Benzodiazepines, Tricyclics, and MAOIs Used for Panic Attacks
Similarly, antidepressant medications called tricyclics are started at low doses and gradually increased. Tricyclics have been around longer than SSRIs and have been more widely studied for as a panic attack medication.
Many physicians and patients prefer the newer drugs because the tricyclics sometimes cause:
- Dry mouth
- Weight gain.
When these problems persist or are bothersome, a change in dosage or a switch in medications may be needed.
Monoamine Oxidase Inhibitors
Monoamine oxidase inhibitors, or MAOIs, are the oldest class of antidepressant medications. The most commonly prescribed MAOI for panic attack treatment is phenelzine.
People who take MAOIs are put on a restrictive diet because these medications can interact with some foods and beverages, including cheese and red wine, which contain a chemical called tyramine. MAOIs also interact with some other medications, including SSRIs. Interactions between MAOIs and other substances can cause dangerous elevations in blood pressure or other potentially life-threatening reactions.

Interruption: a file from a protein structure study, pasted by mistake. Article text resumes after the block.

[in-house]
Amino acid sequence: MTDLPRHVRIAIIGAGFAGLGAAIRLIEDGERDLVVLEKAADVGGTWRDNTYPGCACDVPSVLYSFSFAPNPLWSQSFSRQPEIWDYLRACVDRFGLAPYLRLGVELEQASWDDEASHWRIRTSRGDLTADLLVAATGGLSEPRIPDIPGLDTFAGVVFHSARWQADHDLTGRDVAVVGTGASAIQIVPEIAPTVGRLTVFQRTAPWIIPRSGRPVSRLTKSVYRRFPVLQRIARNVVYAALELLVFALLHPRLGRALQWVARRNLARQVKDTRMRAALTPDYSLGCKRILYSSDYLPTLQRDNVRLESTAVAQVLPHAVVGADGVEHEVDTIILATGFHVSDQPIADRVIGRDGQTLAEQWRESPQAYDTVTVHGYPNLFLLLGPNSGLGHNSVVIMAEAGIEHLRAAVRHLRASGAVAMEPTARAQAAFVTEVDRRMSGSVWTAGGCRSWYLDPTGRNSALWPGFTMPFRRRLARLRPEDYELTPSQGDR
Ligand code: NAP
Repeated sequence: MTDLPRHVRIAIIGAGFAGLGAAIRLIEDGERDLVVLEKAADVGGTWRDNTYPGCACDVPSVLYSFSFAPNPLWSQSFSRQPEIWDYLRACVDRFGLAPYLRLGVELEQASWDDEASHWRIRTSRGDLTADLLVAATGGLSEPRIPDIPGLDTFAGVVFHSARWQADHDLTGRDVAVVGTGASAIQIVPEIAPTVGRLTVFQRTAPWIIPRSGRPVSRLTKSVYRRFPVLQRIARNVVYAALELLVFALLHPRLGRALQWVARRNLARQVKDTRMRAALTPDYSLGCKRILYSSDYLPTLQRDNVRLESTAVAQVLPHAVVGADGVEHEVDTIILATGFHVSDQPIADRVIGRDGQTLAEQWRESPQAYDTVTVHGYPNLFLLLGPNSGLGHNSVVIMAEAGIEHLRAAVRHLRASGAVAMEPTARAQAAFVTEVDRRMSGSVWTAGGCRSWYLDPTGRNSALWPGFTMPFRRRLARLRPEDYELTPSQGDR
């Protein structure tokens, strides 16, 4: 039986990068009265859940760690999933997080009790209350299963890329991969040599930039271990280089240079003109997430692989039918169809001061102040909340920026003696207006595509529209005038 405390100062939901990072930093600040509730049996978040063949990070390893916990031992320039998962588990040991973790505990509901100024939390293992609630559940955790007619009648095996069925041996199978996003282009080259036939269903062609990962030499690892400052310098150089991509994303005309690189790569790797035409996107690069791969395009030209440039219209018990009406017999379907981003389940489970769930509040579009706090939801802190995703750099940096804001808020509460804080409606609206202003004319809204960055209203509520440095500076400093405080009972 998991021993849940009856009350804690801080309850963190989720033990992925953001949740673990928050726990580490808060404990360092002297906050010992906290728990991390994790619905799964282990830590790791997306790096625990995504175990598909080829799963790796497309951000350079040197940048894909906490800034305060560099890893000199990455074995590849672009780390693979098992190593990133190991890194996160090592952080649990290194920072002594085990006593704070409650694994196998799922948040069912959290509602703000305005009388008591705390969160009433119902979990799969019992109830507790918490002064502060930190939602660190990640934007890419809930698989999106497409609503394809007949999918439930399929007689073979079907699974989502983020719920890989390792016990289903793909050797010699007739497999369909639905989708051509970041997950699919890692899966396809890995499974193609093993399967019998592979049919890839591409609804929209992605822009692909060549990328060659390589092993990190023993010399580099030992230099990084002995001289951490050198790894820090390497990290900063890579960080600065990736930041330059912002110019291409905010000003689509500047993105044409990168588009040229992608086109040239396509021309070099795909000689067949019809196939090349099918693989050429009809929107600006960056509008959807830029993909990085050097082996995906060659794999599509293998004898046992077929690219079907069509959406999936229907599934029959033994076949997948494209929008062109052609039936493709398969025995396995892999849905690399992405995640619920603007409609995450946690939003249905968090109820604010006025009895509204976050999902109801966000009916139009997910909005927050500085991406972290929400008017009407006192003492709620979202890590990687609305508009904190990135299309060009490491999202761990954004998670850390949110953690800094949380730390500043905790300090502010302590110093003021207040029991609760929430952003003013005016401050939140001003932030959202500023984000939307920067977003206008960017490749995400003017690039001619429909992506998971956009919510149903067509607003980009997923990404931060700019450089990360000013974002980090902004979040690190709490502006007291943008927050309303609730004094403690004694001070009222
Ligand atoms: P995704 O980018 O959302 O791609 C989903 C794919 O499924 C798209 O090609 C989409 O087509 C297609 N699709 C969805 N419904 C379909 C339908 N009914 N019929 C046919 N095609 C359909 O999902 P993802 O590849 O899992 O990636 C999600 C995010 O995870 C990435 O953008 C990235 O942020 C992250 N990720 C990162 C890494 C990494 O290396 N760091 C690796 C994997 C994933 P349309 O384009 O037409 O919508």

A few different anti-anxiety medications are used for panic attacks. These most commonly include benzodiazepines.
High-potency benzodiazepines relieve anxiety symptoms quickly and have few side effects, although drowsiness can be a problem. Because people can develop a tolerance to them -- and would have to continue increasing the dosage to get the same effect -- benzodiazepines are generally prescribed for just a short time.
One exception is panic disorder, for which they may be used for six months to a year. People who have had problems with drug or alcohol abuse are not usually good candidates for these medications, however, because they may become dependent on them.
Some people experience withdrawal symptoms when they stop taking benzodiazepines, although reducing the dosage gradually can diminish those symptoms. In certain instances, the symptoms of panic attack can rebound after these medications are stopped. Potential problems with benzodiazepines have led some physicians to shy away from using them or to use them in inadequate doses, even when they are of potential benefit to the patient.
A specific type of benzodiazepine, lorazepam, is particularly useful for panic disorder.